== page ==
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Avoid the crowds with these staycation destinations

Category: News

With lockdown rules beginning to ease, campsites, hotels, and holiday homes began reopening from 4 July.

After months of being stuck at home, you’ll no doubt be keen to get away, even if just for a long weekend. But you’ll want to avoid the crowds too.

If you’re looking for a break but are keen to dodge the scenes on Bournemouth Beach or at Durdle Door, try these alternatives – our pick of five beautiful staycation destinations to avoid the worst of the crowds.

1. The Cotswolds

The Cotswolds Area of Outstanding Natural Beauty might be on many of our doorsteps but it’s still full of surprises and a great destination for a short break.

Keep away from the crowds by walking a section of the Cotswold Way, a 100-mile path from Chipping Campden to Bath. Famed for its picturesque Cotswold stone-built villages and market towns, Broadway Tower, the Neolithic burial chamber at Belas Knap, and Sudeley Castle all line the route.

The historic town of Stow-on-the-Wold has cafes, tea rooms, and the Porch House inn, a pub that claims to be England’s oldest, dating from 947 AD.

A ten-minute drive from Stow-on-the-Wold, is Burford, another quaint and beautiful market town.

It is home to Greyhounds, ‘perhaps the finest B&B in Burford’, and previously featured in both Cotswold Life and Gardens Illustrated magazines. A beautiful establishment in a stunning part of the country.

2. Peak District

The Peak District in North Derbyshire is home to some stunning scenery, some beautiful walks, and some amazing historical attractions.

Home to Chatsworth House and Haddon Hall, as well as the plague-hit town of Eyam, there is plenty to see and do.

Try Castleton and the village of Hope in Hope Valley in the shadow of the 517-metre-high Mam Tor.

And if you need luxury and comfort after a hard day’s sightseeing or hiking, consider staying at Losehill House Hotel and Spa situated between Hope and Edale.

3. Quantock Hills

Comprised of heathland, oak woodlands, ancient parklands, and agricultural land, Somerset’s Quantock Hills were England’s first Area of Outstanding Natural Beauty, designated in 1956.

Walk through ancient woodland, track the medieval Drove Road – part of King Alfred’s Way – and keep a lookout for red deer. There’s also the Iron Age hillfort on Bicknoller Hill.

Poet, Samuel Taylor Coleridge, lived in the Quantocks for several years. He wrote both The Rime of the Ancient Mariner and Kubla Khan while living here. You can learn more about Coleridge at his former home, Coleridge Cottage, and follow in his footsteps along the Coleridge Way, which passes through the Quantock hills.

As Airbnb’s, as well as hotels and Bed and Breakfasts, begin to open, you’re sure to find secluded accommodation off the beaten track.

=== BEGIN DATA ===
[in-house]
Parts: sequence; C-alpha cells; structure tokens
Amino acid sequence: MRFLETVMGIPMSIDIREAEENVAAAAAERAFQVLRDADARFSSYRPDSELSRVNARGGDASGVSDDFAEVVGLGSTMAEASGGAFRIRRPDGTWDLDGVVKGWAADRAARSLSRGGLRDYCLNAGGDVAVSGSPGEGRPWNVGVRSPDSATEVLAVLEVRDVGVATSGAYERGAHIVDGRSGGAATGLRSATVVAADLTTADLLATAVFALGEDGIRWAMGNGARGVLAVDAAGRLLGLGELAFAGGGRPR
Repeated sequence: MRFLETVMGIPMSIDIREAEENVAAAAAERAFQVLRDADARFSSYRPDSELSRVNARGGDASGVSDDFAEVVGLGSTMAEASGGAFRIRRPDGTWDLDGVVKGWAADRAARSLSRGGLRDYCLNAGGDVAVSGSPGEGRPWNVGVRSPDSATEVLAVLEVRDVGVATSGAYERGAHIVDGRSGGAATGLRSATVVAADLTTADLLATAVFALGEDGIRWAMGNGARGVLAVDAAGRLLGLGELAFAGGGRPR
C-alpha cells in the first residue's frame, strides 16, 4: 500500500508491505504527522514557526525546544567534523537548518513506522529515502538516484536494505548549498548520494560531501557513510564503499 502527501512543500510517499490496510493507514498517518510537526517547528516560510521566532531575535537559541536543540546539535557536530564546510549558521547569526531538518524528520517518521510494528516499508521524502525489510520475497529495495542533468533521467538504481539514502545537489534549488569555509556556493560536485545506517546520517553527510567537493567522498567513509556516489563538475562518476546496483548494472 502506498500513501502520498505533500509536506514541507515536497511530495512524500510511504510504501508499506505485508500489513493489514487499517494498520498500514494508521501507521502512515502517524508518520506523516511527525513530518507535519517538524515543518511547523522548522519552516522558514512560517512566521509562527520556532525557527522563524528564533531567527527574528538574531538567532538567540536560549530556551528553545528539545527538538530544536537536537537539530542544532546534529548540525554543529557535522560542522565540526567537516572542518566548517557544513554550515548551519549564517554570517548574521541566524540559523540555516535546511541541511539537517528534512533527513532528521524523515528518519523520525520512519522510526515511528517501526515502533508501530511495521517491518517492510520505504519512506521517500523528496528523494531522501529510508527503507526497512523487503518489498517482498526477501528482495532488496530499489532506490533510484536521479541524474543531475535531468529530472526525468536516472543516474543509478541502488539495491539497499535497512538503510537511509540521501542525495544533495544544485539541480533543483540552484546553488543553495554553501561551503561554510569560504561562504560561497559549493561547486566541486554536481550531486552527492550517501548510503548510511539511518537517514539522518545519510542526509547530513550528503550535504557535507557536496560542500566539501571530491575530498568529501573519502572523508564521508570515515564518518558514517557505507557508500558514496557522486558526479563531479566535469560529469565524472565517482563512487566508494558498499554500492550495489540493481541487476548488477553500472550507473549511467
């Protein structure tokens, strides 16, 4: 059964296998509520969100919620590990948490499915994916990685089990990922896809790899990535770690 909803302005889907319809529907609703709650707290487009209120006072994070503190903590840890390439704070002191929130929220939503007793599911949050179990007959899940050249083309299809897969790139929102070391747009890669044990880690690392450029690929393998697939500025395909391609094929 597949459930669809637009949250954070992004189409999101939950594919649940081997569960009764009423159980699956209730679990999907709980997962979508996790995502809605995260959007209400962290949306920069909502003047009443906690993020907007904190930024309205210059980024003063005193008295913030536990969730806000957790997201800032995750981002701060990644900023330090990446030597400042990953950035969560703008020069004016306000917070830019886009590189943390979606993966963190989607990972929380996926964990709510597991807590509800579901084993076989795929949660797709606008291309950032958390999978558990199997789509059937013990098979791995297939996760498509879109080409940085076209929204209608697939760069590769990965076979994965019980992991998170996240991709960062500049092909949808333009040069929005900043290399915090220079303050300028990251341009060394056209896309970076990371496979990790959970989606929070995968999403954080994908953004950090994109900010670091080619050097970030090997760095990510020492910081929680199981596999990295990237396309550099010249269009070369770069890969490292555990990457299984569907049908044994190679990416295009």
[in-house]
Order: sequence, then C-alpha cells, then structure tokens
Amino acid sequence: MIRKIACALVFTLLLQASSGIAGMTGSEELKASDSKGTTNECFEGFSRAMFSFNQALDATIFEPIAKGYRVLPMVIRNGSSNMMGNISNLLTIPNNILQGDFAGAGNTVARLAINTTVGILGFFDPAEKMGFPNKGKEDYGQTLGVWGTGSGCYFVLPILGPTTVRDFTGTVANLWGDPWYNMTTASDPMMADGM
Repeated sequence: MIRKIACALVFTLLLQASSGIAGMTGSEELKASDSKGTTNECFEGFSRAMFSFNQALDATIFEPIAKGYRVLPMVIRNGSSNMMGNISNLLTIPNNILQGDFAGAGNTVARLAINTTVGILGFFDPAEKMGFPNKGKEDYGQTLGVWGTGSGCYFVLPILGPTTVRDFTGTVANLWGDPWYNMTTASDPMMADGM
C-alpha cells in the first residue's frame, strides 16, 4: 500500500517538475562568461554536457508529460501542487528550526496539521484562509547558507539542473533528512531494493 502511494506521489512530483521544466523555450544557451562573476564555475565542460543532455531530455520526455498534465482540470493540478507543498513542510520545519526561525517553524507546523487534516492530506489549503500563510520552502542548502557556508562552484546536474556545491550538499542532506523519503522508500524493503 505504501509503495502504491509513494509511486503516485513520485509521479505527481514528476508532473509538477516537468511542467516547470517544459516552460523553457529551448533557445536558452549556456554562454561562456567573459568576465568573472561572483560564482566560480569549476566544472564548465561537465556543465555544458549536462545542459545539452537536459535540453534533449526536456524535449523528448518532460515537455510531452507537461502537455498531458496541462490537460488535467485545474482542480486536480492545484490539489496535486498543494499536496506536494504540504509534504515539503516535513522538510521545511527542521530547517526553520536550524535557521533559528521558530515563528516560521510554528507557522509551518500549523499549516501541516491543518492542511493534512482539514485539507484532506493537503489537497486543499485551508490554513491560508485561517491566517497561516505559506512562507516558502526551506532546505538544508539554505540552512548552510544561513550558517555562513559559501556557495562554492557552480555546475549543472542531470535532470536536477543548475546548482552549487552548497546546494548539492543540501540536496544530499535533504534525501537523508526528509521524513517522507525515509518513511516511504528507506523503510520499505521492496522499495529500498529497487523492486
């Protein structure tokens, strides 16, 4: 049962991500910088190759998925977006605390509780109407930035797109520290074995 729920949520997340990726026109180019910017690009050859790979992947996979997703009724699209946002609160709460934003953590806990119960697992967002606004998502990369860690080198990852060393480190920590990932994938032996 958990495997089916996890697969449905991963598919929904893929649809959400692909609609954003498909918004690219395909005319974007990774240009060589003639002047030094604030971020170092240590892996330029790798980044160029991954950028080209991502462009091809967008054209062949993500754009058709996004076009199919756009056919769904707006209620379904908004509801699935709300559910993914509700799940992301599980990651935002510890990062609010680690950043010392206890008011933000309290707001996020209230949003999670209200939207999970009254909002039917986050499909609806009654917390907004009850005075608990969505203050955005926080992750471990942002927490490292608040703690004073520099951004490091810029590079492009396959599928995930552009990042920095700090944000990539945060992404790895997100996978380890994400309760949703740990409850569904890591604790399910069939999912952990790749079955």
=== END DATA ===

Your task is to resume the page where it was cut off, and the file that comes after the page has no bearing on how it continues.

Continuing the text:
4. Lake District

The Lake District is fully open for visitors so be wary of crowds here, especially around Lake Windemere. As well as having to share local beauty spots with dozens of others, you might also find road closures due to parking restrictions and could struggle to find a space.

The Lake District website has lots of useful information on where to go, where to stay, and how to remain safe. Their dedicated coronavirus news page could prove especially useful when planning your trip.

If you’re looking to avoid the crowds, try the Western Lakes. The scenery is equally stunning – if not more so – than its more famous locations to the east. You’ll probably meet far fewer people too.

Try Crummock Water and Buttermere in the north-west, or Wastwater to the west. Situated in the Wasdale Valley, Wastwater is a National trust-owned lake that was voted as the nation’s favourite view back in 2007.

It’s also home to a National trust-owned campsite if you’re looking for adventure and are happy to brave the elements.

5. North Shields

If you’re looking for a seaside trip but wary of crowds along the Jurassic Coast or in Cornwall, consider North Shields in Tyne and Wear.

Just ten miles east of Newcastle, the coastline boasts the Tynemouth Priory and Castle. A former Iron Age settlement, Anglo-Saxon monastery, and royal castle, it has recently reopened to the public following its closure during the coronavirus pandemic.

As with many reopening attractions, timed tickets are currently being used to limit numbers and ensure the safety of its visitors.

The stretch of coast also boasts the beautiful King Edward’s Bay, Long Sands Beach, and Whitley Bay Seafront.

There’s plenty to see locally but also consider taking a train further up the coast. The train routes offer beautiful coastal views with plenty of towns and villages to explore.

Stay in Whitley Bay itself or nearby Cullercoats. Try the York House Boutique Hotel in Whitley Bay.

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